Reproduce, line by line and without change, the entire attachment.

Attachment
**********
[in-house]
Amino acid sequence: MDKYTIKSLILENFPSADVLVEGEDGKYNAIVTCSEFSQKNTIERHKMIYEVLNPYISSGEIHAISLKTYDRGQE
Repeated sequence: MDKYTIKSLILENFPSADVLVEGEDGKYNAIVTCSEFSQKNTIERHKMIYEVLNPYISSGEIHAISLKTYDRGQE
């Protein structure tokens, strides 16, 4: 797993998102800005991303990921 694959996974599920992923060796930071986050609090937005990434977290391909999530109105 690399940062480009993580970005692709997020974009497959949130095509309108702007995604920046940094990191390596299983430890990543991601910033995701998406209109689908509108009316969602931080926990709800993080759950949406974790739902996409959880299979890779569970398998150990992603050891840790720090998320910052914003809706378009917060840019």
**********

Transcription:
[in-house]
Amino acid sequence: MDKYTIKSLILENFPSADVLVEGEDGKYNAIVTCSEFSQKNTIERHKMIYEVLNPYISSGEIHAISLKTYDRGQE
Repeated sequence: MDKYTIKSLILENFPSADVLVEGEDGKYNAIVTCSEFSQKNTIERHKMIYEVLNPYISSGEIHAISLKTYDRGQE
């Protein structure tokens, strides 16, 4: 797993998102800005991303990921 694959996974599920992923060796930071986050609090937005990434977290391909999530109105 690399940062480009993580970005692709997020974009497959949130095509309108702007995604920046940094990191390596299983430890990543991601910033995701998406209109689908509108009316969602931080926990709800993080759950949406974790739902996409959880299979890779569970398998150990992603050891840790720090998320910052914003809706378009917060840019």